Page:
Iraq War

Another Lesson from the Iraq War

Liberals and conservatives are short-sighted even when claiming to have learned their lessons.


"For years," says Haroon Moghul, "Many have argued that Muslims and Arabs, like other humans, don't appreciate being bombed or occupied. Finally we have a study to confirm this suspicion."

Moghul, a fellow at the Institute for Social Policy and Understanding, made this sardonic observation with regard to a new poll showing that 93 percent of young Iraqis consider the United States their enemy. Herein lies a lesson or two for many conservatives—and for liberals as well.

One lesson for conservatives of the more belligerent type involves the value of empathy. Consider how the two leading Republican candidates, Donald Trump and Ted Cruz, have been acting toward Muslims lately. Trump has proposed denying Muslims entry to the United States entirely. Cruz wants to authorize law enforcement to "patrol and secure Muslim neighborhoods." This, mind you, from the man who said during one GOP debate: "I will never compromise away your religious liberty. And for me, Bret, religious liberty has been a lifelong passion."

Trump and Cruz staked out those extreme positions because of the recent terrorist attacks in Paris and San Bernardino, in which 146 people (perpetrators included) died. The 9/11 attacks killed almost 3,000. Conservatives bristle at President Obama's assertion that you are more likely to die from falling in the bathtub than from a terrorist attack. And conservatives are partly right: The odds of dying from a terrorist attack are not really that low. They're actually lower: You're more likely to die from a lightning strike than a terrorist attack.

But let's say that the next terrorist attack turns out vastly worse than even 9/11 was. Suppose it killed 10,000 Americans. Suppose it killed 50,000. That is still less than half the number of Iraqis who died in the six years following the U.S. invasion in 2003—in a country with a population only one-tenth that of the U.S. (Sure, some of those casualties were soldiers. But Americans do not blithely dismiss the deaths of American soldiers who die in combat. To the contrary, we honor their noble sacrifice for defending their country.)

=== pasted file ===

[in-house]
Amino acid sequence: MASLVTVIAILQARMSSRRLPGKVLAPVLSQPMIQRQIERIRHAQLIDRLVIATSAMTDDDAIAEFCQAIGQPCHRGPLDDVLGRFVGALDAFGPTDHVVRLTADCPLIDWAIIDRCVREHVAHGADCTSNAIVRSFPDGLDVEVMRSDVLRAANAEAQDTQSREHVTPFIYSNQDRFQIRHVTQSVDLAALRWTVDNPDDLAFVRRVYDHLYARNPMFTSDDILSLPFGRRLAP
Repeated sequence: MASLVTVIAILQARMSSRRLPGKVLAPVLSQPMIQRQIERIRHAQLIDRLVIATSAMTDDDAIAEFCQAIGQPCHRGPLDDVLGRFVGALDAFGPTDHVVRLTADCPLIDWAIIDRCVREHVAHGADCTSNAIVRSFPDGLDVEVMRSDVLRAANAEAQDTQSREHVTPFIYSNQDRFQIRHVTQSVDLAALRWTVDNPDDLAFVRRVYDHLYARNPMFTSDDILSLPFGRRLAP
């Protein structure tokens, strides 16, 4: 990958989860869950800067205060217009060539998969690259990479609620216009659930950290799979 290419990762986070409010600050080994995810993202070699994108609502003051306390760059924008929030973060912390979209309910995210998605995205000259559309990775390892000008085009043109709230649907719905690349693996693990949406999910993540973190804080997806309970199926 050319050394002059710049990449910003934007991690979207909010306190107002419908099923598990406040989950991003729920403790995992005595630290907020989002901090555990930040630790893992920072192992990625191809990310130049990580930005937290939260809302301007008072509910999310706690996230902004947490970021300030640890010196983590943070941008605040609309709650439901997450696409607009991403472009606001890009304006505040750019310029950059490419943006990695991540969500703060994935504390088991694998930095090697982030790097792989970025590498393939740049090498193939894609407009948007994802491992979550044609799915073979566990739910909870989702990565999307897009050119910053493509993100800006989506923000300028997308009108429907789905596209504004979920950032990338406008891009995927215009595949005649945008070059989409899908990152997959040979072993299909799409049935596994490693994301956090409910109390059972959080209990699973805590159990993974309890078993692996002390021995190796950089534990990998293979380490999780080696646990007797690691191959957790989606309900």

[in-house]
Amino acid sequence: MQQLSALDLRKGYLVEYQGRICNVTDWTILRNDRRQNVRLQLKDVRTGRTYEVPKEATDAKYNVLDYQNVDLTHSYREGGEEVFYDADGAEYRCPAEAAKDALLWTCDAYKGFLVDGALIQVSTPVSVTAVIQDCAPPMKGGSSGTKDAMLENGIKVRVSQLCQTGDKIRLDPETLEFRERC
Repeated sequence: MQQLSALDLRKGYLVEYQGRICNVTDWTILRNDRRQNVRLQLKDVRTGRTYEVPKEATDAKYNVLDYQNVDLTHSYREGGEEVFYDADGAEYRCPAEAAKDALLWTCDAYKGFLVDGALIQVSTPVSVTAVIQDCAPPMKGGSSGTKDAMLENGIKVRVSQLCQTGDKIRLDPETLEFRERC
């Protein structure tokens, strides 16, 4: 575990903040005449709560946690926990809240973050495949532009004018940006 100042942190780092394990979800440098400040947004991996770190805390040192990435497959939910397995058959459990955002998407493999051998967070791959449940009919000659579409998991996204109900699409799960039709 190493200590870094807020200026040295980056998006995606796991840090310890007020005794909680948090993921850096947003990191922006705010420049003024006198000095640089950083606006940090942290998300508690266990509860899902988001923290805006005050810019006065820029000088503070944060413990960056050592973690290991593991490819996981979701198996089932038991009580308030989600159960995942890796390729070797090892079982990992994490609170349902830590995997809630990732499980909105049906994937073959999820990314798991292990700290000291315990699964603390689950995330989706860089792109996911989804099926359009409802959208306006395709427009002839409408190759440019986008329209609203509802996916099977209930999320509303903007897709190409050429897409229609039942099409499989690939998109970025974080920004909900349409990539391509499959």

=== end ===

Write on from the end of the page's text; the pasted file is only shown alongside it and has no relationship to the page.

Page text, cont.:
If Americans can experience such outrage over the slaughter of a few scores or hundreds of Westerners, should we be surprised by the reaction by Muslims and Arabs to the slaughter of tens or hundreds of thousands?

Another lesson concerns hubris. On the eve of the Gulf War, Dick Cheney famously predicted American invaders would be "greeted as liberators." The U.S. would invade, straighten the country out in a couple of months, and Iraq would become a stable, peace-loving democracy. You could write a book about such delusions: The Audacity of Hype.

Things didn't work out that way, obviously. Conservatives blame this on President Obama, for drawing down the troop surge at the end of 2011. They never stop to ask why the surge was needed in the first place—or why, if it was such a success, the country fell apart so quickly after.

Many conservatives—or at least neoconservatives—seem to think any  problem can be easily solved with the firm application of American force, no matter how much evidence to the contrary piles up. But then, so do liberals. The only difference is who's on the receiving end.

Liberals of a certain stripe—those who talk up "soft power" and diplomacy and disdain militarism—oppose efforts by America to impose its will by force abroad. "There are no easy or magical solutions," as Bernie Sanders says in the "War and Peace" section of his campaign website. Yet he and those of his persuasion are ceaselessly enthusiastic about imposing their will by force at home, through the endless expansion of government power and control.

Wages too low? Force employers to pay more.

Too many uninsured? Force Americans to buy coverage.

Not enough parental leave? Force companies to provide it.

Rich people speaking too freely about politics? Rewrite the First Amendment so you can stop them.

A horrific school shooting? Take guns away from people who didn't do it.

People drinking too much soda? Ban big servings or tax the stuff.

Fantasy sports gambling getting too popular? Shut it down.

The list could run on for pages. Except for abortion, there seems to be nothing in America for which the progressive answer is not "more government"—their own magical solution to everything.

And like the Iraqi people, Americans are somehow supposed to be grateful—because it's for their own good! Why can't they see that? Why do they hate government, when it's only trying to help?

Maybe, like other humans, they don't like being ordered about by men with guns. If only someone would do a study to confirm that suspicion.

This column originally appeared at the Richmond Times-Dispatch.